Position title: Associate Professor, Statistics
1220 Medical Sciences Center
1300 University Avenue
- Department of Statistics
My training and expertise is in the area of causal inference, instrumental variables (IV)/Mendelian randomization (MR), and econometrics. Throughout the last six years, I have established the theoretical limit of inferring causal effects when the IV/MR assumptions known as the exclusion restriction (i.e. no direct effect assumption) is violated and proposed two statistical methods that address the problem. I have also developed a new, model-free, statistical method to infer causal effects using instrumental variables based on matching methods common in causal inference. These methods have been utilized in my collaborations with epidemiologists and clinicians using matching methods to study the causal effect of malaria on stunted growth in children in Ghana, Africa (using the sickle cell gene as the instrument). I continue to develop new statistical methods for causal inference, with a focus on building robust methods that allow relaxation of assumptions, such as modeling assumptions or causal assumptions required for identification of causal effects.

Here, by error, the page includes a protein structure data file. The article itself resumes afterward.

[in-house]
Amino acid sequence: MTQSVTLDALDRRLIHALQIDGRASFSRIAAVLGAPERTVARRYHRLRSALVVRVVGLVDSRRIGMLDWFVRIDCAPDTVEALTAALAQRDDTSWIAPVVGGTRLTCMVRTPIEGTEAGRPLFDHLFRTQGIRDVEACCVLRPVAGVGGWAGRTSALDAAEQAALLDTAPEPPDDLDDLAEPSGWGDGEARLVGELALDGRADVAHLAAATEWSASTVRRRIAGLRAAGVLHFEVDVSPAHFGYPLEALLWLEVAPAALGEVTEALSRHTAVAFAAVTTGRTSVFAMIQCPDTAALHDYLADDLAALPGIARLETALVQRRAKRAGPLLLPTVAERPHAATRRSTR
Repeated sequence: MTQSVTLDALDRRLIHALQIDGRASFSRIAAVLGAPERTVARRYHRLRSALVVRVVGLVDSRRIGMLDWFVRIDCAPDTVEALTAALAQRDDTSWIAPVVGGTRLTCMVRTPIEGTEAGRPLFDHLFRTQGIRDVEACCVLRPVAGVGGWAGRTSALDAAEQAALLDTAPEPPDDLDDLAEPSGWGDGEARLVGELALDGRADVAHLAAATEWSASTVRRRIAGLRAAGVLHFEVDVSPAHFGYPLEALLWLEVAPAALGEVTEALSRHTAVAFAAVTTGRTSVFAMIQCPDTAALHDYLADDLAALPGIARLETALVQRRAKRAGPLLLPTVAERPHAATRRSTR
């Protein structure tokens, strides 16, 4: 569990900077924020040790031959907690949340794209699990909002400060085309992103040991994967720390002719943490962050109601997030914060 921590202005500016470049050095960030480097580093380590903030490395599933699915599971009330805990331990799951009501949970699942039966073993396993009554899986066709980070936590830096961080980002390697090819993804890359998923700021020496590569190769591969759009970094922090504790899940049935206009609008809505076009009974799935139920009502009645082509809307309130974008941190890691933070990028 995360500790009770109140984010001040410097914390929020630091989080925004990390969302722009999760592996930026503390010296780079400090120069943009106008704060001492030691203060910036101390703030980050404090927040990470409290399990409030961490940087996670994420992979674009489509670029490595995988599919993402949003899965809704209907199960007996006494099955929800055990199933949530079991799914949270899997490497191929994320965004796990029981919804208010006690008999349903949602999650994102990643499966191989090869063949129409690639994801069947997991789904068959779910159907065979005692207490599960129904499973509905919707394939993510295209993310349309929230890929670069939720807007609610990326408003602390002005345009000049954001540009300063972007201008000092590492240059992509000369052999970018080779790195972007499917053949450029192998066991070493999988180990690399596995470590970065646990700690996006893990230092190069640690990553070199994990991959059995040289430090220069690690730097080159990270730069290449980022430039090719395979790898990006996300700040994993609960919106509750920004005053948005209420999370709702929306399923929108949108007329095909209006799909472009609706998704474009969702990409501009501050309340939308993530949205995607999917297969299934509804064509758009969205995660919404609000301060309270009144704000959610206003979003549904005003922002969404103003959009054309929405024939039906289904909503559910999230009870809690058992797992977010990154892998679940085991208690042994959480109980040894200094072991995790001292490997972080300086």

CDE research theme area affiliations
Biodemography; Health and the Life Course
Kang, Hyunseung, Laura Peck, and Luke Keele. “Inference for Instrumental Variables: A Randomization Inference Approach.” Journal of the Royal Statistical Society: Series A (Statistics in Society) (2018): online first.